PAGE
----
A new report by the Metropolitan Center for Research on Equity and the Transformation of Schools at New York University finds that there is an academic advantage for students who go to diverse schools. Researchers compared demographic information on the student bodies at New York City public schools with results on achievement tests and graduation rates.
The researchers found that there was a modest benefit for students attending the most diverse schools – those that were between 50 and 75 percent Black and Hispanic. (Least diverse schools were those that were more than 75 percent Black or Hispanic or those that were more than 50 percent White). Third and eighth grade students at the most diverse schools outperformed students attending the city’s least diverse schools on standardized tests in mathematics and English. Students at the most diverse high schools had slightly higher graduation rates than students at the least diverse high schools.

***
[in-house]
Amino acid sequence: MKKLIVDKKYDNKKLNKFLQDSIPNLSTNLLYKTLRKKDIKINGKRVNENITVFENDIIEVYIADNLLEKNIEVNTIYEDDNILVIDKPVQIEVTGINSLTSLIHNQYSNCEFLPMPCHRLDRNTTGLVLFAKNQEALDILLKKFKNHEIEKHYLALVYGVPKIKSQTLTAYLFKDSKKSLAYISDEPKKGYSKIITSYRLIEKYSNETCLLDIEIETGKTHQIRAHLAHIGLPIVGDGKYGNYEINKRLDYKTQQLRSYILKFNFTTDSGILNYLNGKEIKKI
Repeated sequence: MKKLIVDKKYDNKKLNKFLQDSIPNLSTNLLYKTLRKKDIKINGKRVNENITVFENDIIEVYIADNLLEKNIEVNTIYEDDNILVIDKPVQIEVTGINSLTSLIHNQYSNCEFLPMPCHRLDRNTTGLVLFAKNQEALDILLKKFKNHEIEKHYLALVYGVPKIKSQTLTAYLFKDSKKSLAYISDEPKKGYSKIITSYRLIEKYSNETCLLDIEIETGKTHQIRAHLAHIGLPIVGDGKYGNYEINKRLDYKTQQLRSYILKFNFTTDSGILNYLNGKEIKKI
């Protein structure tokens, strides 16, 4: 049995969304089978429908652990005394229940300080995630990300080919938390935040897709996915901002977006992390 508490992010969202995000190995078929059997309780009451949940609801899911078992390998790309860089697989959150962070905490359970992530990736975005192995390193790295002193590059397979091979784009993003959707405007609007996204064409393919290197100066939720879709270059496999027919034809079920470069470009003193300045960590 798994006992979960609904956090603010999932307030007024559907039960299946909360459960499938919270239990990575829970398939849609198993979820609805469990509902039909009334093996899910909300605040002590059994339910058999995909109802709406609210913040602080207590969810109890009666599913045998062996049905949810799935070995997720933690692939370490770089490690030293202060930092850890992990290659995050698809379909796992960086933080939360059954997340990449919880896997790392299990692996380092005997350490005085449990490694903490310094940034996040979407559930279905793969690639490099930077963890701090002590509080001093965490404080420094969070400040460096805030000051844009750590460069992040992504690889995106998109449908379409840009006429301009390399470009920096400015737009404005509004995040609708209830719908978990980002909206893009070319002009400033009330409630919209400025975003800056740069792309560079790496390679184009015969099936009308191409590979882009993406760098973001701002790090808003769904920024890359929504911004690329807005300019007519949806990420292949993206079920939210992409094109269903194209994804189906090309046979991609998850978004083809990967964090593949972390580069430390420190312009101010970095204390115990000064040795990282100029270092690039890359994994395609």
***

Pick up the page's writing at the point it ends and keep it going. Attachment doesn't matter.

The results also showed that the benefits of diversity are smaller for younger children than is the case for older students. This, the authors conclude, provides evidence of the long-term benefits of greater school diversity.
David E. Kirkland, the lead author of the report, said that “the academic achievement and high school graduation evidence that we analyzed suggests that increasing diversity can increase equity in New York City schools and significantly decrease gaps in some student outcomes such as high school graduation. Thus, plans to stimulate diversity in New York City schools can pay off for the City’s most vulnerable students.”
The full report, Separate But Unequal: A Comparison of Unequal Outcomes in New York City’s Most and Least Diverse Schools, may be downloaded by clicking here.